First-Hand Accounts of Bridge Tragedy

Within seconds, their thoughts went from dinner plans and relieving babysitters to matters of life and death.

"All I could think of was, God, this was not the way I wanted to die," survivor Kelly Kahle recounted while telling Good Morning America about her experience Wednesday.

For hundreds of people traveling over the I 35 W bridge in Minneapolis, Wednesday night was a living nightmare.

Kahle, along with her friend Kimberly Brown, were in one of the 50 cars that plummeted into the Mississippi River when the bridge collapsed. Luckily, they survived the incredible ordeal to tell their tales.

Everyday, over 140,000 cars pass over the Minneapolis bridge, and it was relatively young, only 42 years old—so no one ever expected such a tragic event. Until Wednesday, when the bridge began to give subtle warning signs—from quiet rumblings to a swaying structure.

Kahle said she knew something was about to happen, "it felt like it was oscillating a little bit and we saw the road rise up in front of us before we fell."

In another part of the ruble, was new mom Melissa Hughes, in her car that was crushed underneath a car falling from the broken bridge.

"The sound is gone from my memory," Hughes notes, "but the feeling is kind of a free fall feeling at a amusement park ride and that it can't be real."

Sitting in her car, Hughes said she felt the impact of a car, but never imagined it was on top of her. While she was trapped, Hughes told GMA, all she could think about was her three-month-old daughter. "I wanted her there once I got out," Hughes said. "I wanted to hold her."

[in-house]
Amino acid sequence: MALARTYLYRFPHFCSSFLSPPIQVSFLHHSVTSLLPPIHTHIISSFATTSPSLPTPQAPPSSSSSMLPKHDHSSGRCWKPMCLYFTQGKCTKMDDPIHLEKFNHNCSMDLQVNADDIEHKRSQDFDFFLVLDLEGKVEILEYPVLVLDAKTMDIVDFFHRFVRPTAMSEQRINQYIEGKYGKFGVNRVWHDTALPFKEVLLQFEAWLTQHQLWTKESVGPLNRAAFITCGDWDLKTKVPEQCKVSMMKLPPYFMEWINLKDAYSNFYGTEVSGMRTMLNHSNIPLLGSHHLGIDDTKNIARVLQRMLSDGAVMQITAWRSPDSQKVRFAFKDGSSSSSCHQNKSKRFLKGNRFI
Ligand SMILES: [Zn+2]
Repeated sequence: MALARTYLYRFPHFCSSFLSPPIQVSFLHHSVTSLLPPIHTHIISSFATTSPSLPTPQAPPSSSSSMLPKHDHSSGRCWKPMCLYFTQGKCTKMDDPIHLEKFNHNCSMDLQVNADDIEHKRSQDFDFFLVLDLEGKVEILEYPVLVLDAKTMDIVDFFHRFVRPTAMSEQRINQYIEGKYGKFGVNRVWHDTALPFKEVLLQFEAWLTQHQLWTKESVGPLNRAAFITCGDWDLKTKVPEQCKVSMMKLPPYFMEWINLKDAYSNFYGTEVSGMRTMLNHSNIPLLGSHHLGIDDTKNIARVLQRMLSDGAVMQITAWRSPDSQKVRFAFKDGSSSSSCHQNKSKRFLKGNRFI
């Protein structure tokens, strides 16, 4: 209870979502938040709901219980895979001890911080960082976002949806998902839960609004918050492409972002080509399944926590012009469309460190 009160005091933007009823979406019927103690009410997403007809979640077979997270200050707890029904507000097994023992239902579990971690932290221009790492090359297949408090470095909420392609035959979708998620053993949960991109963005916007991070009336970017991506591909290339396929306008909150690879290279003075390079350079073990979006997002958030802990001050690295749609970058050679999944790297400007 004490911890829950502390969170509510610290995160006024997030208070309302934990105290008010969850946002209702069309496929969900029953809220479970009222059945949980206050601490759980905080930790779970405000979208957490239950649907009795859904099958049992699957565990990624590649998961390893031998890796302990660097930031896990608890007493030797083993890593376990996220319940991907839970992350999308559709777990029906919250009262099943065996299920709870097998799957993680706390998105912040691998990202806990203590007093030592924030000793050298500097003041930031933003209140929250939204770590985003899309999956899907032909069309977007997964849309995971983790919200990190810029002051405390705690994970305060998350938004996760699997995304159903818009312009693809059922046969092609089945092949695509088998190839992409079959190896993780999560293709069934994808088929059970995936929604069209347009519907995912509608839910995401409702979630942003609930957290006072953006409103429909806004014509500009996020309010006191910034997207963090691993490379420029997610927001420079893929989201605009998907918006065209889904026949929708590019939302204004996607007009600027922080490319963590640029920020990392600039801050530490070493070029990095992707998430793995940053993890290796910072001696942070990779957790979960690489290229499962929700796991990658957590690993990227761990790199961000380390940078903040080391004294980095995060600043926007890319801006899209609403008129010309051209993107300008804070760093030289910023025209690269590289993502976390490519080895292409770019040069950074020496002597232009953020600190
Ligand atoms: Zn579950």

And her wish was granted. Shortly after escaping from her car, she was reunited with Olivia, thanks to her husband who brought Olivia to the scene.

Not far from Hughes' crushed car was Gary Babineau, whose pick-up truck was engulfed in flames. Miraculously, he walked away with nothing more than a few cuts and bruises.

But Babinaeu wasn't concerned with his truck, he was too close to the school bus full of children to think about it. He rushed to the scene to see what he could do to help

"I was down grabbing kids, too. There were so many kids and they were screaming and we were just carrying them to safety or telling them just to run," Babineau recalled. "Everybody was helping out as best they could."

Babineau said he wouldn't be alive today had he not been wearing his seatbelt.

"I probably would have went through the windshield," he said. "I'm just so glad I was wearing it. So, thanks, Mom, for telling me to wear my seat belt."

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